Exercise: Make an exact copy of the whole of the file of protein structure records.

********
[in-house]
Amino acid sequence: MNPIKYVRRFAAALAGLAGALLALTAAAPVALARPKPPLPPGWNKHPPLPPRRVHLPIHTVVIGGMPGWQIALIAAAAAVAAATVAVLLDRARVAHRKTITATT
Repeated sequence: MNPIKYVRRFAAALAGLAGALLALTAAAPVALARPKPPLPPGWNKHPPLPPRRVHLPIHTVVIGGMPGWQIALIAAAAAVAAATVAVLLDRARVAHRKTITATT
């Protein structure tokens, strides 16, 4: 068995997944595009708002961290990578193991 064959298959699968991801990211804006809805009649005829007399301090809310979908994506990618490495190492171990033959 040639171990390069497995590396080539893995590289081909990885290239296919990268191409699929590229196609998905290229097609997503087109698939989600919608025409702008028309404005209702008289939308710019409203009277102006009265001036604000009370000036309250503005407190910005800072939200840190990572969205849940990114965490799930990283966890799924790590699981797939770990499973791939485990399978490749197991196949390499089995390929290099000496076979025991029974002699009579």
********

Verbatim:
[in-house]
Amino acid sequence: MNPIKYVRRFAAALAGLAGALLALTAAAPVALARPKPPLPPGWNKHPPLPPRRVHLPIHTVVIGGMPGWQIALIAAAAAVAAATVAVLLDRARVAHRKTITATT
Repeated sequence: MNPIKYVRRFAAALAGLAGALLALTAAAPVALARPKPPLPPGWNKHPPLPPRRVHLPIHTVVIGGMPGWQIALIAAAAAVAAATVAVLLDRARVAHRKTITATT
């Protein structure tokens, strides 16, 4: 068995997944595009708002961290990578193991 064959298959699968991801990211804006809805009649005829007399301090809310979908994506990618490495190492171990033959 040639171990390069497995590396080539893995590289081909990885290239296919990268191409699929590229196609998905290229097609997503087109698939989600919608025409702008028309404005209702008289939308710019409203009277102006009265001036604000009370000036309250503005407190910005800072939200840190990572969205849940990114965490799930990283966890799924790590699981797939770990499973791939485990399978490749197991196949390499089995390929290099000496076979025991029974002699009579």